The other day my son had an “accident” in school.
These accidents are now fewer and farther between than they have ever been before, so when they happen, my little guy typically seems a little sad.
“I’m sorry. I went pee pee in my pants,” he says.
He changes himself and gets on with his day.
“Accidents happen,” we tell him. “Next time, try to get to the potty in time.”
But this time, when his teacher saw his pants and asked him about it, he had a brand new tactic: He refused to admit his guilt.
“That’s not pee pee.” (It very clearly was.)
“It’s just water.” (It very clearly was not.)
My son’s first lie! This was not a milestone to celebrate. I was flummoxed: how to respond to this first fib?
“My gut says there’s more to it,” says Amy Schroder, manager of parent education at Hartford Hospital. “It’s not so much that he’s telling an elaborate lie. At that age, he doesn’t have the capacity to be deceptive like an adult does. He’s trying to avoid the truth – the fact that he peed in his pants – and the discomfort or shame that goes with that.”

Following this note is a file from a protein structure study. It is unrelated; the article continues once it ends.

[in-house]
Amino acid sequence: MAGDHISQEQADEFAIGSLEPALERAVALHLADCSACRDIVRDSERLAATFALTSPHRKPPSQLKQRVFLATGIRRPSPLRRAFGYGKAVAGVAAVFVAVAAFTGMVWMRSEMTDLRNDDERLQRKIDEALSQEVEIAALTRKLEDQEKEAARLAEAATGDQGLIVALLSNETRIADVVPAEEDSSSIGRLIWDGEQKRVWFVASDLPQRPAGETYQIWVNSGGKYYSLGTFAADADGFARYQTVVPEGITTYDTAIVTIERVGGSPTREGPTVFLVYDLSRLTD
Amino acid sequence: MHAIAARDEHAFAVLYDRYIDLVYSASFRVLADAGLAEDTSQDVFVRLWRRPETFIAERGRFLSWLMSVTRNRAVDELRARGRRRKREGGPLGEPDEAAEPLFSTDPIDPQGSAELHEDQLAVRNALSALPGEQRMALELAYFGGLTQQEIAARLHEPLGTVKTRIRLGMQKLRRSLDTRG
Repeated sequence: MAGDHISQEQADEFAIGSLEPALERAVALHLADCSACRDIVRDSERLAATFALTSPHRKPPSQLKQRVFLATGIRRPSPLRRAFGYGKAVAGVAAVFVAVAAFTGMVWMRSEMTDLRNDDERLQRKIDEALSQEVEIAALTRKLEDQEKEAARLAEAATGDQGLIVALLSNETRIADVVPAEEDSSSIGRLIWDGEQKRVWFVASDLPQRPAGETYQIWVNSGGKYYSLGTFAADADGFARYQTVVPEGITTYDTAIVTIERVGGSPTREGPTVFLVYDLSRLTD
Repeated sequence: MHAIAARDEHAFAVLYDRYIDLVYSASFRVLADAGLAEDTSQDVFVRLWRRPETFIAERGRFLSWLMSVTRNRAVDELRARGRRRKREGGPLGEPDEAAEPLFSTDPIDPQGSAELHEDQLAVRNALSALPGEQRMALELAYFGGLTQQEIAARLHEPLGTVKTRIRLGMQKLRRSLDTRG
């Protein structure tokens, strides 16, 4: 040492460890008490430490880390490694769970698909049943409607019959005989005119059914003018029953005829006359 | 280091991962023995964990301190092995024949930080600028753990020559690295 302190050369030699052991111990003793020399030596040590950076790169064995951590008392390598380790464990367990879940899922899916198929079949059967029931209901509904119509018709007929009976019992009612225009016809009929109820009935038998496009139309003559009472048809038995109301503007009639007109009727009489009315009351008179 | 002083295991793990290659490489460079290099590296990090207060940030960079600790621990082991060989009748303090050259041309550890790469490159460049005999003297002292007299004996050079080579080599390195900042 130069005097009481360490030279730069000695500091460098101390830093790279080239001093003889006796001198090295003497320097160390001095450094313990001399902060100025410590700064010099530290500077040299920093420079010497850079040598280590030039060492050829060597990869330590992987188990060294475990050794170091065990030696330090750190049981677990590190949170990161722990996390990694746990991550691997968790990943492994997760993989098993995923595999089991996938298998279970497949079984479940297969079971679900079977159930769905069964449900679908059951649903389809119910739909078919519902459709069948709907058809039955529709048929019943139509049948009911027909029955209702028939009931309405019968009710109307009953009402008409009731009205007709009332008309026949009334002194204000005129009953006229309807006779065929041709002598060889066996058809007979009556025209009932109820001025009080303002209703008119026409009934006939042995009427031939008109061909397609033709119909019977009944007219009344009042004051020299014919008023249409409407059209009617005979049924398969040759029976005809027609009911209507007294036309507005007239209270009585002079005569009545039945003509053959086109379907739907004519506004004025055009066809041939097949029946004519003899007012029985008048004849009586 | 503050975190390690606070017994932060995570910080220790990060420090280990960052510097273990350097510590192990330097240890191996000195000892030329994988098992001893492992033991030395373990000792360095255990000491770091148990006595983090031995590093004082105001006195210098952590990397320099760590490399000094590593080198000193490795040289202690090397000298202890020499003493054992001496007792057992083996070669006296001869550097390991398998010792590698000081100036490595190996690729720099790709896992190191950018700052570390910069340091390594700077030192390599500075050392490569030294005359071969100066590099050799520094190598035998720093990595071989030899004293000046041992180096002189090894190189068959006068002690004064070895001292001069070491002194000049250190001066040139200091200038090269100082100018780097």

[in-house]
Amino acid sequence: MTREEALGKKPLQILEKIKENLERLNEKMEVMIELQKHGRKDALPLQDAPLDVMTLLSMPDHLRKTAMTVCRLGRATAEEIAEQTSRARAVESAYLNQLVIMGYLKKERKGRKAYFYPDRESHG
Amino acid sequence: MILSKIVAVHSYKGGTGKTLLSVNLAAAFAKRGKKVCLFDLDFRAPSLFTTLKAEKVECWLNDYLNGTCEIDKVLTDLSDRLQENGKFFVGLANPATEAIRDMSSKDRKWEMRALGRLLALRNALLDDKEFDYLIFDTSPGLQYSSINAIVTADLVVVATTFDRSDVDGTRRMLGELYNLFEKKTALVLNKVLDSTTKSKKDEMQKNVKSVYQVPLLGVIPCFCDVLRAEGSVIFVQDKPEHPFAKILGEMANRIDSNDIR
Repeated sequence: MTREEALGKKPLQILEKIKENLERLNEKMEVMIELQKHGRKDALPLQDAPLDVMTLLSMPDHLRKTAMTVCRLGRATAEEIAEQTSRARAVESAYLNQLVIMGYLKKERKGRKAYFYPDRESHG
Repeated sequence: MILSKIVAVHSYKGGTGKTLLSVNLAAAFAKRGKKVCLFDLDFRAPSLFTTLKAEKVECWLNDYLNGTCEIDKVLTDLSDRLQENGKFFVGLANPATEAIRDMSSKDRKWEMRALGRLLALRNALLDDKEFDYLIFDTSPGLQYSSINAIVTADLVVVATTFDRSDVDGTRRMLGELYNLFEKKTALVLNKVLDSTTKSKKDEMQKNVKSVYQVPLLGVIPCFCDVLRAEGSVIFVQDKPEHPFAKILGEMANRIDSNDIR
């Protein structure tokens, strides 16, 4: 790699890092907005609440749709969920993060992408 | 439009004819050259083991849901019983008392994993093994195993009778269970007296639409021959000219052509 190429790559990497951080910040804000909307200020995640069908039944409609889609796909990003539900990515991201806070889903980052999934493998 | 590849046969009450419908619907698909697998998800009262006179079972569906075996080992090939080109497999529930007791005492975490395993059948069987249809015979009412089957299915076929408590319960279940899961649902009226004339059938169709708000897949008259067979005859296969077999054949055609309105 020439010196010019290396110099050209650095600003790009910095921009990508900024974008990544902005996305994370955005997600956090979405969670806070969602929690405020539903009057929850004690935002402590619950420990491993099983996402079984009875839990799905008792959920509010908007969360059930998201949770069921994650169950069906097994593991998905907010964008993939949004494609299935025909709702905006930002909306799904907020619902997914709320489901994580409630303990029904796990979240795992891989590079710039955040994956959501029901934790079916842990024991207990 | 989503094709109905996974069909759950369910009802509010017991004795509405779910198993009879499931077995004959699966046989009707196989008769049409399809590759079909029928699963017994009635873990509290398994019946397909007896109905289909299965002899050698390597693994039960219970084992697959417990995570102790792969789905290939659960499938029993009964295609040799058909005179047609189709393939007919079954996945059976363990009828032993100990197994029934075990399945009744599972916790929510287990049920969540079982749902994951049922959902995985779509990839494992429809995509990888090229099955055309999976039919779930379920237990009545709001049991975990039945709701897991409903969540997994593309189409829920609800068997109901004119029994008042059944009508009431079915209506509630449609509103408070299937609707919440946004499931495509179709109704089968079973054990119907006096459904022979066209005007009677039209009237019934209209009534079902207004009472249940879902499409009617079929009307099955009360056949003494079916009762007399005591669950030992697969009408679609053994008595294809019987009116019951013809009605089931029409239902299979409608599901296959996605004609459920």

I thought about it more. Where did this come from? I remembered a few weeks back we’d gone to dinner with friends. He spilled water on his seat, thought he’d wet his pants, until I told him: “That’s not pee pee. It’s just water.”
Schroder realized very quickly, he was taking that experience and substituting it.
“It really happened to him once,” Schroder said, “and that day, he wished that it had happened again.”
She suggested that I wait to address the fibbing until the next time, and focus on letting him know accidents are okay.
“If he understands you still love him, even when he does something wrong,” Schroder says, “then he won’t need to lie because he won’t feel bad about telling the truth.”
I know I will have to deal with lying at some point. But for now, I’d rather deal with soggy undies.
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